St. John’s wort extract with a high hyperforin content does not induce P-glycoprotein activity at the human blood-brain barrier

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Clin Transl Sci. 2024 May;17(5):e13804. doi: 10.1111/cts.13804.

ABSTRACT

St. John’s wort (SJW) extract, a herbal medicine with antidepressant effects, is a potent inducer of intestinal and/or hepatic cytochrome P450 (CYP) enzymes and P-glycoprotein (P-gp), which can cause clinically relevant drug interactions. It is currently not known whether SJW can also induce P-gp activity at the human blood-brain barrier (BBB), which may potentially lead to decreased brain exposure and efficacy of certain central nervous system (CNS)-targeted P-gp substrate drugs. In this study, we used a combination of positron emission tomography (PET) imaging and cocktail phenotyping to gain a comprehensive picture on the effect of SJW on central and peripheral P-gp and CYP activities. Before and after treatment of healthy volunteers (n = 10) with SJW extract with a high hyperforin content (3-6%) for 12-19 days (1800 mg/day), the activity of P-gp at the BBB was assessed by means of PET imaging with the P-gp substrate [11C]metoclopramide and the activity of peripheral P-gp and CYPs was assessed by administering a low-dose phenotyping cocktail (caffeine, omeprazole, dextromethorphan, and midazolam or fexofenadine). SJW significantly increased peripheral P-gp, CYP3A, and CYP2C19 activity. Conversely, no significant changes in the peripheral metabolism, brain distribution, and P-gp-mediated efflux of [11C]metoclopramide across the BBB were observed following the treatment with SJW extract. Our data suggest that SJW does not lead to significant P-gp induction at the human BBB despite its ability to induce peripheral P-gp and CYPs. Simultaneous intake of SJW with CNS-targeted P-gp substrate drugs is not expected to lead to P-gp-mediated drug interactions at the BBB.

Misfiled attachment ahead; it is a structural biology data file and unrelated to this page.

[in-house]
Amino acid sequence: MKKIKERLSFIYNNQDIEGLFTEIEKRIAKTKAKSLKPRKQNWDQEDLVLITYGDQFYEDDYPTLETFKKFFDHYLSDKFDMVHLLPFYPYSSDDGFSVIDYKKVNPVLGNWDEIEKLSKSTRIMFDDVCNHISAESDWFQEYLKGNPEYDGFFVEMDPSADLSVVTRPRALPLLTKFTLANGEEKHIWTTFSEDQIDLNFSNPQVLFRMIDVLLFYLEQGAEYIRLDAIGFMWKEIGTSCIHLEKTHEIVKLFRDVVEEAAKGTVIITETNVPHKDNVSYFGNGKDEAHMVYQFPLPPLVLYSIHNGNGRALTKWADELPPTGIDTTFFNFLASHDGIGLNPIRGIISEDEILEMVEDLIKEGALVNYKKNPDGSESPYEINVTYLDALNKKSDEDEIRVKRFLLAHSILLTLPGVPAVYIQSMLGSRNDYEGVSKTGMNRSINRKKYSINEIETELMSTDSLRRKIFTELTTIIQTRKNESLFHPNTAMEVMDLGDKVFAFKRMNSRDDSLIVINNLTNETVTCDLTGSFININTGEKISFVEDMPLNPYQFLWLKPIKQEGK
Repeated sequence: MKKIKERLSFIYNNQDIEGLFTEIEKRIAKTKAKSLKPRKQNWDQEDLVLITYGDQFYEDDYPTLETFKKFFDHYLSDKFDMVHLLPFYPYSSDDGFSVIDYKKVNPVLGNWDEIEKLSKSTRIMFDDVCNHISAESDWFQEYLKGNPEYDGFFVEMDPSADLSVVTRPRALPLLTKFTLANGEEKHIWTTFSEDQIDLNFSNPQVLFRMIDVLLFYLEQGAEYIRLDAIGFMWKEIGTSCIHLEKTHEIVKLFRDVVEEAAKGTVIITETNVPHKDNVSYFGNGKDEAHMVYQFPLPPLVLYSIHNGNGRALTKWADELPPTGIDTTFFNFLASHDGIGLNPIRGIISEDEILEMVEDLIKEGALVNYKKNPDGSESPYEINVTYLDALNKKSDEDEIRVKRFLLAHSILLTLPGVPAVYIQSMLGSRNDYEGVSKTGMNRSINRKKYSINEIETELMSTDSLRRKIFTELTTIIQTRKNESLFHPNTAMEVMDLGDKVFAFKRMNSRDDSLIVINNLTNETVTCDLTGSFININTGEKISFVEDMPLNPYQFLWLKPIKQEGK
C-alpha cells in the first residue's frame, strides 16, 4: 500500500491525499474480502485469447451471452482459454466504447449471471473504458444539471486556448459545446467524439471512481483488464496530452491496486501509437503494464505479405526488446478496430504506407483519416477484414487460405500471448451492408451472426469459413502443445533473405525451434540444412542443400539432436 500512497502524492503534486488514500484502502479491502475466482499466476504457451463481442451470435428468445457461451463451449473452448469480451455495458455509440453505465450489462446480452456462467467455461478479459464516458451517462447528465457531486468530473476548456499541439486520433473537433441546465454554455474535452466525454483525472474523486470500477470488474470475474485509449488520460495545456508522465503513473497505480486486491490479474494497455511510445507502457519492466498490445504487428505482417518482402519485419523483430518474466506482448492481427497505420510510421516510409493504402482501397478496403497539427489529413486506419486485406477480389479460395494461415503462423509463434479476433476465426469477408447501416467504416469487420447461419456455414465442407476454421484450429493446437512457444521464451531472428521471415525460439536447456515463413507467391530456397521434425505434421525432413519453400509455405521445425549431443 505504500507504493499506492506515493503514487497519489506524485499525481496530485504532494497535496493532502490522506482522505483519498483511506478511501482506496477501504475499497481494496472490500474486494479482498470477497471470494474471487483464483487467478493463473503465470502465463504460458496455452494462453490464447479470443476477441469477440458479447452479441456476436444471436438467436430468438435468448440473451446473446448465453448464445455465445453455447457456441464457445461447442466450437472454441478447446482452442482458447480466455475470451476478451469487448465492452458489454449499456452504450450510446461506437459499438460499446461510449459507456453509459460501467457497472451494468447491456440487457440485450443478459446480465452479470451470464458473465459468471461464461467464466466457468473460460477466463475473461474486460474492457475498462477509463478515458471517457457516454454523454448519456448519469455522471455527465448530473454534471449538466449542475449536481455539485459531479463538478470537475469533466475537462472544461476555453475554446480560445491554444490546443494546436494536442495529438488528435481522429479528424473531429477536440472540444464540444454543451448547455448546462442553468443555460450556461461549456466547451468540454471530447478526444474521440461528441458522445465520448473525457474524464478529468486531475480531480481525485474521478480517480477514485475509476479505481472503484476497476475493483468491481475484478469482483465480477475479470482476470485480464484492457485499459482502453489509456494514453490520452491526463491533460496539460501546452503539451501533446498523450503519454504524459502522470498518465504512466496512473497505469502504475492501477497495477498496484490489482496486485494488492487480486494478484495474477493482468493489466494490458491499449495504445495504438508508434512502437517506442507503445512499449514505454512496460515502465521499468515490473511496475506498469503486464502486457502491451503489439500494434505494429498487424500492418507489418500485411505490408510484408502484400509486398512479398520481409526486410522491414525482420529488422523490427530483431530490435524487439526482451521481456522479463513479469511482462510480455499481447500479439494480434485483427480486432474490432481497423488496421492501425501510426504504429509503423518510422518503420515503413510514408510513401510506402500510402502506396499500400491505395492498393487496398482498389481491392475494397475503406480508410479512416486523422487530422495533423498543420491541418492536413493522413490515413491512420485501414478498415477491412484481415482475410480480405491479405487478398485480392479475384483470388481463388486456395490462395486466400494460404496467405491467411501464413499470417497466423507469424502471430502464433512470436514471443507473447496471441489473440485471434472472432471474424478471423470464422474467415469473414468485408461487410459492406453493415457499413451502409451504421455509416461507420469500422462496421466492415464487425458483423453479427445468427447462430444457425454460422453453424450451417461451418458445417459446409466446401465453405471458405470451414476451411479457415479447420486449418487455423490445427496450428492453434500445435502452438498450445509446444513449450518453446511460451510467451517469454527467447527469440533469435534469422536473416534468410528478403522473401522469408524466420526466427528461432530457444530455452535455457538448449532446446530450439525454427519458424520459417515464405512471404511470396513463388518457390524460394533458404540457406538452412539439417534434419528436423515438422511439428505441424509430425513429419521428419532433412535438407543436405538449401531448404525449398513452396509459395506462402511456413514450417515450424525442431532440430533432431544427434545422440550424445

PMID:38700454 | DOI:10.1111/cts.13804